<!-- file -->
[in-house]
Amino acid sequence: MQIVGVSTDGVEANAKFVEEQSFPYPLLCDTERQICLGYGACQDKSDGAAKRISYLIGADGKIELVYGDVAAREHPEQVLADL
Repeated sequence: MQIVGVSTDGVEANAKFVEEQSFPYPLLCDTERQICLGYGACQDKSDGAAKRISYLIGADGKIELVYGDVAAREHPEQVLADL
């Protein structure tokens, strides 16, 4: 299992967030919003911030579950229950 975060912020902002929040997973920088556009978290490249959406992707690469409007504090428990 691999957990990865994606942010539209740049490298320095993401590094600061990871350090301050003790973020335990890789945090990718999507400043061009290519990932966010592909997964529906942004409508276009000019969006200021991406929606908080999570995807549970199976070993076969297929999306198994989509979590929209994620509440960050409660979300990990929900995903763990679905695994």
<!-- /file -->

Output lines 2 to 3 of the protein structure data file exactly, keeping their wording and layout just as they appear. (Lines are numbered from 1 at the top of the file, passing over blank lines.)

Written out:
Amino acid sequence: MQIVGVSTDGVEANAKFVEEQSFPYPLLCDTERQICLGYGACQDKSDGAAKRISYLIGADGKIELVYGDVAAREHPEQVLADL
Repeated sequence: MQIVGVSTDGVEANAKFVEEQSFPYPLLCDTERQICLGYGACQDKSDGAAKRISYLIGADGKIELVYGDVAAREHPEQVLADL